Monday, April 5, 2010

Textile Museum of Canada- not just for knitters

The Textile Museum of Canada is more than just a collection of cloth. According to Beth Sharpe, senior manager of communications and revenue development at the TMC, textiles are vital and relevent to people everywhere. "People live their lives in textiles, you don't live your life in a clay pot," she said.

Sharpe added that with movements like "craftivism" (activisim through craft) gaining popularity, younger crowds, especially women, are making their way to the TMC. "Young women are using artistic expression to take a stand on things," she said.

The TMC has been located on Centre Avenue in downtown Toronto since 1989. This Friday, April 9th, they will be showing a new exhibit featuring artists David R. Harper, Lia Cook and Stephen Schofield. Sharpe says she expects the contemporary exhibit will draw in many young patrons.

In addition to its artifacts, the TMC is well known for its gift shop. Patrons have been known to return to the museum just to pick up a scarf or a piece of art from the shop, said Sharpe, explaining that visitors often fall in love with the carefully-selected merchandise. "Textiles are things people want and need only because they're so beautiful," she said.

Thursday, April 1, 2010

Spring fashion is going green

Some fashion retailers are pulling the green wool over our eyes. According to Ryerson University fashion professor Alice Chu, this spring will see stores piled high with greens, blues and turquoises. "Because of the concern for global warming, because of the idea of sustainability, there will be a push for green," said Chu.

The return to nature-inspired colours is "what manufacturers will use to make you feel like you're doing something [for the environment]," she added. Chu explained that, while many companies are becoming more eco-friendly, others use green and earth-toned colours to boost sales through the illusion of environmental consciousness.

This faux-environmentalist marketing strategy is called "greenwashing", said Richard Ivey School of Business marketing professor, Allison Johnson. "Consumers don't have the time to investigate," she said, adding that greenwashing works because the average shopper doesn't research a brand's commitment to the environment.

Banana Republic salesperson Joey Chiu feels cheated by the fashion industry. "It's kind of ironic," she said of the green movement, "because fashion is so not eco-friendly." Chiu added that, when it comes to protecting the environment, she feels most comfortable buying locally-made clothing. The problem is, truly eco-friendly brands often break the bank.

But Chiu has found a way to keep her own closet sustainable. She sticks to a neutral palette and classic shapes and hangs on to her older clothing "because fashion is a cycle, you're always going to come back to things," she said.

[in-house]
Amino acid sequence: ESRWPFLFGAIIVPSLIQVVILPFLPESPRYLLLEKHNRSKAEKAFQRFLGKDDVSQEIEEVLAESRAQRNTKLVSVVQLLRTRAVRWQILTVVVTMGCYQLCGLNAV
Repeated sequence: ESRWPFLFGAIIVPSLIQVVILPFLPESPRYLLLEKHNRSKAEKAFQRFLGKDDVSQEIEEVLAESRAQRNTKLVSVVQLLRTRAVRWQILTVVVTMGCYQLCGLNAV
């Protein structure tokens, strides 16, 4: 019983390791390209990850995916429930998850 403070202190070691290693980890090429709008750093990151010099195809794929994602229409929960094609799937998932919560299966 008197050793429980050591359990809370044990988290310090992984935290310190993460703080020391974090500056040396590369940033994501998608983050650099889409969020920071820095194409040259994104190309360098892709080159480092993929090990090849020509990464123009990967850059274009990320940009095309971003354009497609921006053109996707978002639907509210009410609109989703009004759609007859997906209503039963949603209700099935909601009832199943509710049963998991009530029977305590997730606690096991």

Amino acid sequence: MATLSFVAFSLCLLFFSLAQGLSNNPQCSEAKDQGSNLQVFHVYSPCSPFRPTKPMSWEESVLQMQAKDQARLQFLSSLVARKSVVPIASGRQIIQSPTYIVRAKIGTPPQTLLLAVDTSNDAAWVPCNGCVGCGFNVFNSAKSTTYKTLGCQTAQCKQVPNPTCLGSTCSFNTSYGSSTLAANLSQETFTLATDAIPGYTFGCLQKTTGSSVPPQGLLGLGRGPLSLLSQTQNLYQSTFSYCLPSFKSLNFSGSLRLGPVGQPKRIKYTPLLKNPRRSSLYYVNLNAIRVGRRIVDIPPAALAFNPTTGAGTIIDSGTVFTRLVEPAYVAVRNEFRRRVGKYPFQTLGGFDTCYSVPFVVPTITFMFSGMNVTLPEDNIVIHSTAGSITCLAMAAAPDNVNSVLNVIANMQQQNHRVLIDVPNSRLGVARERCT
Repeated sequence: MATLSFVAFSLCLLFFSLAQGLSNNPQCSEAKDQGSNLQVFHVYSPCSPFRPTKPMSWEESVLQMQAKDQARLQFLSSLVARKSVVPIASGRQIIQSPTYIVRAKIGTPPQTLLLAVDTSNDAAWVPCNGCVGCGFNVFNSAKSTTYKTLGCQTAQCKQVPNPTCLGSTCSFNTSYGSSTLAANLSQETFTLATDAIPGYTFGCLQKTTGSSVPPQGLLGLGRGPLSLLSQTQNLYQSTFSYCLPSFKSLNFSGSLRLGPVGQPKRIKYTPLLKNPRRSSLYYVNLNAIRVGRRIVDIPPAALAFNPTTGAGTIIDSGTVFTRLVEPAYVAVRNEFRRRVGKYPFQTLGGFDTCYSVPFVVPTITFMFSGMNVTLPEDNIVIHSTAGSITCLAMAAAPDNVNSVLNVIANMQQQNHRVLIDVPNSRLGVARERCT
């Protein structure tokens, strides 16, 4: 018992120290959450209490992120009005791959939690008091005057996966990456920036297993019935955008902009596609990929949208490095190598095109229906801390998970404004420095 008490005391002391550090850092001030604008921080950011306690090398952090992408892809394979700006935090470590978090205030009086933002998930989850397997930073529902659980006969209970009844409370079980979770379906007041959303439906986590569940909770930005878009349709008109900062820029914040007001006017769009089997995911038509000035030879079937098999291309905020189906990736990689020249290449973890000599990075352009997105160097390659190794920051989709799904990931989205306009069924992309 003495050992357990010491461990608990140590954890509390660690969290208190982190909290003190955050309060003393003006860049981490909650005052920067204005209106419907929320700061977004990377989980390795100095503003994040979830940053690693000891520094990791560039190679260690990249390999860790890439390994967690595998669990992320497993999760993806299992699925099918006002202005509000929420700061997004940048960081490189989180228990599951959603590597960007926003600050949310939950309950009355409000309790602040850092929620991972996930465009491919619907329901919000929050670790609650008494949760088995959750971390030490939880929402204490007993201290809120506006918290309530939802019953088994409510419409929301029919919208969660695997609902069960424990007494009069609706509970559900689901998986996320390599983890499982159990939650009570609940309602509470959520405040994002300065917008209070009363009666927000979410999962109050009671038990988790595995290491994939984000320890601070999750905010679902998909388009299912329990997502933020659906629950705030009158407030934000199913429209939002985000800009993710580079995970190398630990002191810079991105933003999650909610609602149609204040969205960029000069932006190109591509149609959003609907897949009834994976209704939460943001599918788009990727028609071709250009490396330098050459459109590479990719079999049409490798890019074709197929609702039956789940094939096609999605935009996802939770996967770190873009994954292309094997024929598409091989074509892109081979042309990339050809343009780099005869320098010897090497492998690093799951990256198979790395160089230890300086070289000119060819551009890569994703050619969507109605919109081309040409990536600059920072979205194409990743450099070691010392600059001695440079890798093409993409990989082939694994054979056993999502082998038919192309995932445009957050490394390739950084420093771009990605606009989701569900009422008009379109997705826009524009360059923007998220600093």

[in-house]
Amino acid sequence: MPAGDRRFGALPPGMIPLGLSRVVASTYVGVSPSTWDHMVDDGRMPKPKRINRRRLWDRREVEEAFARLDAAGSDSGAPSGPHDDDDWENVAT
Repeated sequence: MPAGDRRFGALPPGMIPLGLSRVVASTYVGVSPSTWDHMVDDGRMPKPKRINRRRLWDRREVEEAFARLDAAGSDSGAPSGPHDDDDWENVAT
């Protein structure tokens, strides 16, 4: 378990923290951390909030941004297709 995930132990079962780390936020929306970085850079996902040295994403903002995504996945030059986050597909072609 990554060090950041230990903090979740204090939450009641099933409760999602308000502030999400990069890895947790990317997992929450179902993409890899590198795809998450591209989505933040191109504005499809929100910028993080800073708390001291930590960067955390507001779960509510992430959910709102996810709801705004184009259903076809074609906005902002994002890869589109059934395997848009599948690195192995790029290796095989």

Wednesday, February 10, 2010

Privacy on Facebook

Keeping a close eye on your Facebook privacy settings may be worth your while. When the social networking site was launched six years ago, people didn't quite realize the possible effects of putting personal information online. Since then, we've all heard stories of bosses firing employees over questionable tagged photos, and of incessant commentary on relationships gone sour.

"There's really a loss of control over your own data," said University of Western Ontario media and information professor Anabel Quan-Haase. By the time you've removed a tag or deleted a wall-post, it's often too late, she added.

However, Quan-Haase, an avid Facebooker herself, believes that people are catching on to the importance of adjusting their Facebook privacy settings. In a recent survey of students, she found that nearly 80 per cent were making use of the privacy settings.

Since Facebook relaxed its privacy settings in December, there's been an outcry of users who feel that their information is being compromised. Various sites have been posting tips and videos teaching Facebookers how to preserve their privacy and still use Facebook as a social tool.

Assistant commissioner of privacy for Ontario Ken Anderson said that Facebook should default its privacy settings to the highest level and allow users to adjust from there. According to him, it currently uses the opposite tactic. Anderson has met with Facebook's chief privacy officer Chris Kelly to discuss this suggestion.

The Office of the Information and Privacy Commissioner provides and in-depth handbook on using Facebook safely. "I think that safety is a challenge whether we're in the online world or in the real world," said Anderson.

Ultimately, both Anderson and Quan-Haase agree that Facebook can be a great tool, depending how it's used. "That doesn't mean that we avoid it," said Anderson, "we use it smartly."

Tuesday, February 2, 2010

Digital advocacy making impact

Joining a Facebook group may mean more than you think. Digital advocacy, whether in the form of Facebook groups, twitter or blogs, is beginning to carry weight in Canada and across the world.

"It's very much still the beginning of the curve for digital advocacy and digital democratic participation in Canada," said digital public affairs strategist Mark Blevis. Blevis referenced the Canadians Against Proroguing Parliament Facebook group, now at more than 220, 000 members, as an example of growing digital advocacy.